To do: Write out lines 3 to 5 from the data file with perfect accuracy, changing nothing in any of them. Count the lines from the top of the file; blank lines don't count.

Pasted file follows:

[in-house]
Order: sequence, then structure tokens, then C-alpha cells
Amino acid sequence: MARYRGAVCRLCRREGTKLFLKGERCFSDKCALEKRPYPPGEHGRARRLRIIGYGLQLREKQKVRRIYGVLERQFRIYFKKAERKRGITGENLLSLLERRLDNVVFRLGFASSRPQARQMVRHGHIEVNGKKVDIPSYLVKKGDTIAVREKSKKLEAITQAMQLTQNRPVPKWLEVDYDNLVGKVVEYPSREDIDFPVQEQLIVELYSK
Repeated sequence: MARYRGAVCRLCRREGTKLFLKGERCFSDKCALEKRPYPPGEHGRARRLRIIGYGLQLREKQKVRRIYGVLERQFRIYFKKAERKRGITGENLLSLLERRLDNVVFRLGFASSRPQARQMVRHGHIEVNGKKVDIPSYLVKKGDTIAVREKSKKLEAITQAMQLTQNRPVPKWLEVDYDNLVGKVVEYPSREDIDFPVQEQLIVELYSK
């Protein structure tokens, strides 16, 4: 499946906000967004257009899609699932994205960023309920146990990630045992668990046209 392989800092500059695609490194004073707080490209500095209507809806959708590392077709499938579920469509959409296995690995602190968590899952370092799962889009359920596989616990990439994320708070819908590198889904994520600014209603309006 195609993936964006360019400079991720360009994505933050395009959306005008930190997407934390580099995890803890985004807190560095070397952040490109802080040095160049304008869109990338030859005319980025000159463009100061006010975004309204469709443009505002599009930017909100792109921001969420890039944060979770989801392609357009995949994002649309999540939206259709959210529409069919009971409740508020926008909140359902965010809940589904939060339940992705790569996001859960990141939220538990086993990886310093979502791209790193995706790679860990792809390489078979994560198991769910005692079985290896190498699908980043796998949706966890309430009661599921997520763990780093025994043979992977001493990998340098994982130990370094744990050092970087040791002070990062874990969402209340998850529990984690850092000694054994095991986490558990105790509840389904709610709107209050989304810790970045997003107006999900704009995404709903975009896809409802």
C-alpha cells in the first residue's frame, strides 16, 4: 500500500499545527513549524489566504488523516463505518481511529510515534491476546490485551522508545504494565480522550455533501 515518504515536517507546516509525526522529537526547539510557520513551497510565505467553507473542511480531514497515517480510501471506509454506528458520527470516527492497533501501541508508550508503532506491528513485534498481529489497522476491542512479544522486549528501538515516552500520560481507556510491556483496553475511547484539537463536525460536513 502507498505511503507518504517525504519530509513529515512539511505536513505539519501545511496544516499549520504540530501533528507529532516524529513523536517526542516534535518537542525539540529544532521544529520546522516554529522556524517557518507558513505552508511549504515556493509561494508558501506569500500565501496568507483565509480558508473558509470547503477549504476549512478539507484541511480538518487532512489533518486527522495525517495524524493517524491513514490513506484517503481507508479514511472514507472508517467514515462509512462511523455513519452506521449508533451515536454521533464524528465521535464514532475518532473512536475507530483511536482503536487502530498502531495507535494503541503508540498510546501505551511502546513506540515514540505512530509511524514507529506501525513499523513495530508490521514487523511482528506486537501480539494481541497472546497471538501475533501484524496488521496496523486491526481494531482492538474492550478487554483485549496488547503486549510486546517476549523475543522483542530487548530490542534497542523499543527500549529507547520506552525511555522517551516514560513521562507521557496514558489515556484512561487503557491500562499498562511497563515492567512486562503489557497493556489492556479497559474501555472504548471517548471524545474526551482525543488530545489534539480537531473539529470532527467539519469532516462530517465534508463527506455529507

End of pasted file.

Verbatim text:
Amino acid sequence: MARYRGAVCRLCRREGTKLFLKGERCFSDKCALEKRPYPPGEHGRARRLRIIGYGLQLREKQKVRRIYGVLERQFRIYFKKAERKRGITGENLLSLLERRLDNVVFRLGFASSRPQARQMVRHGHIEVNGKKVDIPSYLVKKGDTIAVREKSKKLEAITQAMQLTQNRPVPKWLEVDYDNLVGKVVEYPSREDIDFPVQEQLIVELYSK
Repeated sequence: MARYRGAVCRLCRREGTKLFLKGERCFSDKCALEKRPYPPGEHGRARRLRIIGYGLQLREKQKVRRIYGVLERQFRIYFKKAERKRGITGENLLSLLERRLDNVVFRLGFASSRPQARQMVRHGHIEVNGKKVDIPSYLVKKGDTIAVREKSKKLEAITQAMQLTQNRPVPKWLEVDYDNLVGKVVEYPSREDIDFPVQEQLIVELYSK
């Protein structure tokens, strides 16, 4: 499946906000967004257009899609699932994205960023309920146990990630045992668990046209 392989800092500059695609490194004073707080490209500095209507809806959708590392077709499938579920469509959409296995690995602190968590899952370092799962889009359920596989616990990439994320708070819908590198889904994520600014209603309006 195609993936964006360019400079991720360009994505933050395009959306005008930190997407934390580099995890803890985004807190560095070397952040490109802080040095160049304008869109990338030859005319980025000159463009100061006010975004309204469709443009505002599009930017909100792109921001969420890039944060979770989801392609357009995949994002649309999540939206259709959210529409069919009971409740508020926008909140359902965010809940589904939060339940992705790569996001859960990141939220538990086993990886310093979502791209790193995706790679860990792809390489078979994560198991769910005692079985290896190498699908980043796998949706966890309430009661599921997520763990780093025994043979992977001493990998340098994982130990370094744990050092970087040791002070990062874990969402209340998850529990984690850092000694054994095991986490558990105790509840389904709610709107209050989304810790970045997003107006999900704009995404709903975009896809409802």